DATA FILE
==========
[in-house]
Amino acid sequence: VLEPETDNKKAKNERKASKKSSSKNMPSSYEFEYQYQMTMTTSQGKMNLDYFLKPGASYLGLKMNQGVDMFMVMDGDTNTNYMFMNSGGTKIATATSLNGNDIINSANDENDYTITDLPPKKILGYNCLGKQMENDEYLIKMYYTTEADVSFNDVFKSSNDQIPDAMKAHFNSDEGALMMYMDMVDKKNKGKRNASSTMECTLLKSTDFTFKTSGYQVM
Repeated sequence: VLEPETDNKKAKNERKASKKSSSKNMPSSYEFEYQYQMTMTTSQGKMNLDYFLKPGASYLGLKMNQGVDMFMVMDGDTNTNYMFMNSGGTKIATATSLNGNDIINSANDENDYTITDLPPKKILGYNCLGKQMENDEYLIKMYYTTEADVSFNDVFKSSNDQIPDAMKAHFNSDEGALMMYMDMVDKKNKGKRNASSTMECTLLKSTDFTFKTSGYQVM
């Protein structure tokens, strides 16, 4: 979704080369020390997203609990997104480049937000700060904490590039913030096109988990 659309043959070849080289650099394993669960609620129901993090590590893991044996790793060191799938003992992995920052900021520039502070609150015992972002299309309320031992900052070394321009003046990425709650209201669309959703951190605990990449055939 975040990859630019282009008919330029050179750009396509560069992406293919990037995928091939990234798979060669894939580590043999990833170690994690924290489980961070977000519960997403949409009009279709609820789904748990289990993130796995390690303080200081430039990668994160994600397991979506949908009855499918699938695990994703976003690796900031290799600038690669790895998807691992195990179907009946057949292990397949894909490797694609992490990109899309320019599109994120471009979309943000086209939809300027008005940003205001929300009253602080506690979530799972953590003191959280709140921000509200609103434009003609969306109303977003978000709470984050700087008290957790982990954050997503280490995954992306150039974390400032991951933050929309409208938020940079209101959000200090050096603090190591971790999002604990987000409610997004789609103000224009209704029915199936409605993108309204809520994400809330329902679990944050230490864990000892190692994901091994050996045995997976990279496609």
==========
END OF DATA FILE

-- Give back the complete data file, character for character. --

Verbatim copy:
[in-house]
Amino acid sequence: VLEPETDNKKAKNERKASKKSSSKNMPSSYEFEYQYQMTMTTSQGKMNLDYFLKPGASYLGLKMNQGVDMFMVMDGDTNTNYMFMNSGGTKIATATSLNGNDIINSANDENDYTITDLPPKKILGYNCLGKQMENDEYLIKMYYTTEADVSFNDVFKSSNDQIPDAMKAHFNSDEGALMMYMDMVDKKNKGKRNASSTMECTLLKSTDFTFKTSGYQVM
Repeated sequence: VLEPETDNKKAKNERKASKKSSSKNMPSSYEFEYQYQMTMTTSQGKMNLDYFLKPGASYLGLKMNQGVDMFMVMDGDTNTNYMFMNSGGTKIATATSLNGNDIINSANDENDYTITDLPPKKILGYNCLGKQMENDEYLIKMYYTTEADVSFNDVFKSSNDQIPDAMKAHFNSDEGALMMYMDMVDKKNKGKRNASSTMECTLLKSTDFTFKTSGYQVM
């Protein structure tokens, strides 16, 4: 979704080369020390997203609990997104480049937000700060904490590039913030096109988990 659309043959070849080289650099394993669960609620129901993090590590893991044996790793060191799938003992992995920052900021520039502070609150015992972002299309309320031992900052070394321009003046990425709650209201669309959703951190605990990449055939 975040990859630019282009008919330029050179750009396509560069992406293919990037995928091939990234798979060669894939580590043999990833170690994690924290489980961070977000519960997403949409009009279709609820789904748990289990993130796995390690303080200081430039990668994160994600397991979506949908009855499918699938695990994703976003690796900031290799600038690669790895998807691992195990179907009946057949292990397949894909490797694609992490990109899309320019599109994120471009979309943000086209939809300027008005940003205001929300009253602080506690979530799972953590003191959280709140921000509200609103434009003609969306109303977003978000709470984050700087008290957790982990954050997503280490995954992306150039974390400032991951933050929309409208938020940079209101959000200090050096603090190591971790999002604990987000409610997004789609103000224009209704029915199936409605993108309204809520994400809330329902679990944050230490864990000892190692994901091994050996045995997976990279496609």